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Apple cider vinegar: Is it good or just a myth?

Bowl of red cabbage coleslaw with apples - Apple Cider Vinegar and Red Cabbage Coleslaw with Apples
If you’d like to give apple cider vinegar a try, use it in your food, such as a tossed salad or this coleslaw recipe.

Is drinking apple cider vinegar good for you? Or is it a myth that its many benefits aren’t true, even if you can get past the flavor and smell?

Apple cider vinegar has been a folk remedy for many years, said Marshfield Clinic Medical Dietitian Chrisanne Urban. It’s also been a preservative and natural home cleanser. More recently it’s become a trend as a natural option to improve health by consuming one to two tablespoons daily in drinks or dishes.

Some swear by it. Others, Urban said, may look for credible research to back that up but aren’t finding much to support the claims.

Fermentation makes it tart

Apple cider vinegar is made through two fermenting processes. First, yeast and bacteria are added to apple juice. Bacteria feed on the juice’s sugars and convert it to alcohol. In the second process, bacteria turn alcohol into acidic acid, giving it its strong taste and smell.

This vinegar is used in salad dressings, marinades, vinaigrettes, food preservatives and chutneys. As a beverage, it’s typically one to two tablespoons added to water or with other ingredients as drinks or smoothies.

Pros and cons

Perceived benefits include weight loss, lowering blood sugar and blood pressure, improving A1c levels for diabetes and more, but there is little to no evidence that this is true. Also, Urban said, “it may brighten teeth but it also wears tooth enamel away. It could hurt your throat, damage your stomach or burn delicate skin because vinegar is an acid.” It might also cause problems with potassium levels dropping too low.

“If you use vinegar it works best in your food,” she recommends, “like in a tossed salad or slaw since it could clean up lingering bacteria on a salad’s greens, for example.”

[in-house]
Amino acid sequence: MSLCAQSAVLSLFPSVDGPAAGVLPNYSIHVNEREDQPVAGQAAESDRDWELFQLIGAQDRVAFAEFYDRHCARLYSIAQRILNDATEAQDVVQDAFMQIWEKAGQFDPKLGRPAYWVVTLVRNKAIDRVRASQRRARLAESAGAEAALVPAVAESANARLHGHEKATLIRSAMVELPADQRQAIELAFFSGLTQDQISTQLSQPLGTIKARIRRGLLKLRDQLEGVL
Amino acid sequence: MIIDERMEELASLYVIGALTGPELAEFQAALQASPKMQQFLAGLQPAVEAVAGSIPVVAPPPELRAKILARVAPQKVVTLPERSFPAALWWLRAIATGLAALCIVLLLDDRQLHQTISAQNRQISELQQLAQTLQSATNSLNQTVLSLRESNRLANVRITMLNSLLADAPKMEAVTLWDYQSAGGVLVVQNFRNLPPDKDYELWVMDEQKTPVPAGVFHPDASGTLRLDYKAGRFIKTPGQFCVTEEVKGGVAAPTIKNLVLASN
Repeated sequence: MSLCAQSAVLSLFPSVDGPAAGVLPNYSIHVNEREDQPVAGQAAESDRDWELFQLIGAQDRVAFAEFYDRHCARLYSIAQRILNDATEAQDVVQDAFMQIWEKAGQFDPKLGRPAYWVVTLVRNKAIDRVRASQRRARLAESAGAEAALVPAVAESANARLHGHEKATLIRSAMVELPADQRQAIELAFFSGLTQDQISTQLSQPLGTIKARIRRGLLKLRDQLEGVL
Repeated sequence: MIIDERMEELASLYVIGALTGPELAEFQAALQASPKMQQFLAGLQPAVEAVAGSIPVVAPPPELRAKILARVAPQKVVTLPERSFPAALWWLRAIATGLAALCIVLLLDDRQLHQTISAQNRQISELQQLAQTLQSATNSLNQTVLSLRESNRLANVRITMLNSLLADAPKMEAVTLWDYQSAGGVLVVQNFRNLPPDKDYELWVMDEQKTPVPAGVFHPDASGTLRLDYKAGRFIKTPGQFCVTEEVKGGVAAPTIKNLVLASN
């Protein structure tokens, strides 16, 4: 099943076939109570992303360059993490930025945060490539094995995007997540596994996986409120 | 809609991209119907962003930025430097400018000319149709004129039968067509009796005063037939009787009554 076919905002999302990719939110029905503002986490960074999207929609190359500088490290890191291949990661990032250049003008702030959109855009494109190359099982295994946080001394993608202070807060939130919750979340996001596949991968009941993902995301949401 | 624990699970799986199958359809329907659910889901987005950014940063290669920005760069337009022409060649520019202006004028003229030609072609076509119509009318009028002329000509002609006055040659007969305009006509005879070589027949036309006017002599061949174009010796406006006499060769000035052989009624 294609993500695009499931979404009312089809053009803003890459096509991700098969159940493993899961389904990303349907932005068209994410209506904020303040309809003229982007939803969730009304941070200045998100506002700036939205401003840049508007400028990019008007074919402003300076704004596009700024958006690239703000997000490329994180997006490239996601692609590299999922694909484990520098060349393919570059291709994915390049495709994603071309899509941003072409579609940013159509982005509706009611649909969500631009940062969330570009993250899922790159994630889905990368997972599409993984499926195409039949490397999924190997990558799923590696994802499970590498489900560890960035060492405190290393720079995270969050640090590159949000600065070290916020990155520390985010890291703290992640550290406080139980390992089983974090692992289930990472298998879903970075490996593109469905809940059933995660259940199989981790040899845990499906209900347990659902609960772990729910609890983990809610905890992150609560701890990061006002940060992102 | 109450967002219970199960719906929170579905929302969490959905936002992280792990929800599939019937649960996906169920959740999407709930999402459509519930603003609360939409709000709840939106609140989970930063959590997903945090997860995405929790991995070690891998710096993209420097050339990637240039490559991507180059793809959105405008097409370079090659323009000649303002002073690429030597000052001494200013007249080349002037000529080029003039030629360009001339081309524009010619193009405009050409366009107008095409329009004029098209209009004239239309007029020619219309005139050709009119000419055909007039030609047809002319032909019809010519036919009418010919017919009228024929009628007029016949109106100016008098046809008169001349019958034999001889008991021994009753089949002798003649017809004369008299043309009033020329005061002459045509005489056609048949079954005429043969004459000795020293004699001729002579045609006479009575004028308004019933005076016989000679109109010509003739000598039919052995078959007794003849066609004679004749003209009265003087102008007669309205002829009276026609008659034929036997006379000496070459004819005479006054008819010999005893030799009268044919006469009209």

With anything, Urban added, “talk with your primary care provider and ask if it’s safe for you. One to two tablespoons added to water or tea is safe for most people but you should still ask this question.

“And there’s no bright, shiny thing out there that’s a cure-all,” she said. “It will add flavor, but it’s not a miracle and we’re always looking for the silver bullet.”

Apple and Red Cabbage Slaw

Prep: 25 minutes

Servings: 6 (1 cup per serving)


  • 3 cups coarsely grated red cabbage
  • 1 medium orange bell pepper, thinly sliced
  • 1 Granny Smith apple, cored and cut into matchsticks (1-1/4 cups)
  • 1 cup cilantro leaves, chopped
  • 3 tablespoons fresh orange juice
  • 2 tablespoons apple cider vinegar
  • 1 tablespoon honey or agave nectar
  • 2 teaspoons whole-grain Dijon mustard
  • 2 teaspoons olive oil


Toss together cabbage, bell pepper, apple and cilantro in a large bowl.

Whisk together remaining ingredients in a small bowl. Drizzle dressing over cabbage mixture and toss to combine. Season with salt and pepper, if desired.


Each serving, 1 cup, contains 63 calories, 12 g carbohydrates, 2 g fat, 2 g fiber, 0.5 g protein, 0.5 g saturated fat, 52 mg sodium and 9 g sugar.

Source: vegetariantimes.com

Print slaw recipe

13 responses to “Apple cider vinegar: Is it good or just a myth?”

  1. Linda

    I want to thank you for the info. Apple cider vinegar was suggested to me. Your info came at the same time I noticed sore throat. Thank you.

  2. Steve

    Small typo: it’s actually the yeast that initially converts sugars to ethanol. The acetobacter then produce acetic acid from the ethanol.